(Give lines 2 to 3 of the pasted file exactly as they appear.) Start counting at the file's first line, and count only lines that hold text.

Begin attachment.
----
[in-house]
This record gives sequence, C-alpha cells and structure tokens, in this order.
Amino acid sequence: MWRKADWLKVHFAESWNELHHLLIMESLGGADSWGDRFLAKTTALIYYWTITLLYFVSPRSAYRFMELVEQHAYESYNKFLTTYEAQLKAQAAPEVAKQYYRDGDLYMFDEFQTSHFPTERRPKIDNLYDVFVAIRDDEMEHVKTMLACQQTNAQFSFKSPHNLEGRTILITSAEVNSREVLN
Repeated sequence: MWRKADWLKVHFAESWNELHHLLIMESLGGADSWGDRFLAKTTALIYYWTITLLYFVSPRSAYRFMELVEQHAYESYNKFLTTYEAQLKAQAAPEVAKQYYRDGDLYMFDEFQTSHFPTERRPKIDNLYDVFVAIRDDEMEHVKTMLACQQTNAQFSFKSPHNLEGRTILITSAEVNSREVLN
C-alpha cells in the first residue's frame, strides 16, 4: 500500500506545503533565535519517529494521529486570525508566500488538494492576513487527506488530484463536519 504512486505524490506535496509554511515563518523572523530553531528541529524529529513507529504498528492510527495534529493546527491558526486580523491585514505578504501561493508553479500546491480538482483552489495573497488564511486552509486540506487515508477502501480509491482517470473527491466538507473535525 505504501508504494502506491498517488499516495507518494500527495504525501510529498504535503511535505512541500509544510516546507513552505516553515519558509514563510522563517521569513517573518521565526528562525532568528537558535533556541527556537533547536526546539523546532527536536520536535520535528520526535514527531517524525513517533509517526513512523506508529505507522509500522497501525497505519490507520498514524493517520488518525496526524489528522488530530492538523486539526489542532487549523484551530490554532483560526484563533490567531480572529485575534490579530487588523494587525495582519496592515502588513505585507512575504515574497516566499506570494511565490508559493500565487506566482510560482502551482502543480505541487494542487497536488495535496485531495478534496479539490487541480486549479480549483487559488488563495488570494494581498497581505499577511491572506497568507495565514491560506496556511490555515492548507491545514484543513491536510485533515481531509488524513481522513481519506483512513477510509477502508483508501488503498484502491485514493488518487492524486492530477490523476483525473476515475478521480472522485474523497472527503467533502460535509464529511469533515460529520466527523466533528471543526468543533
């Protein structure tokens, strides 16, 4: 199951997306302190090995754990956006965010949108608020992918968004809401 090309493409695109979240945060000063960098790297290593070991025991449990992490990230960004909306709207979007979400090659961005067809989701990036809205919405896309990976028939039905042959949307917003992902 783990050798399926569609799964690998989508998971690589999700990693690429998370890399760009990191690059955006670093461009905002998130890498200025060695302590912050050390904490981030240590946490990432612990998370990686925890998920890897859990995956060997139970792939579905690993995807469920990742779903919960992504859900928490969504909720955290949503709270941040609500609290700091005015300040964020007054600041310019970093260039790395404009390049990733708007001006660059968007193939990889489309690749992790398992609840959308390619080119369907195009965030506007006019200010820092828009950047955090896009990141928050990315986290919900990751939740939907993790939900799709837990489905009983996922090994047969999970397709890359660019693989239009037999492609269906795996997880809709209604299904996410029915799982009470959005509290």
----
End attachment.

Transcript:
This record gives sequence, C-alpha cells and structure tokens, in this order.
Amino acid sequence: MWRKADWLKVHFAESWNELHHLLIMESLGGADSWGDRFLAKTTALIYYWTITLLYFVSPRSAYRFMELVEQHAYESYNKFLTTYEAQLKAQAAPEVAKQYYRDGDLYMFDEFQTSHFPTERRPKIDNLYDVFVAIRDDEMEHVKTMLACQQTNAQFSFKSPHNLEGRTILITSAEVNSREVLN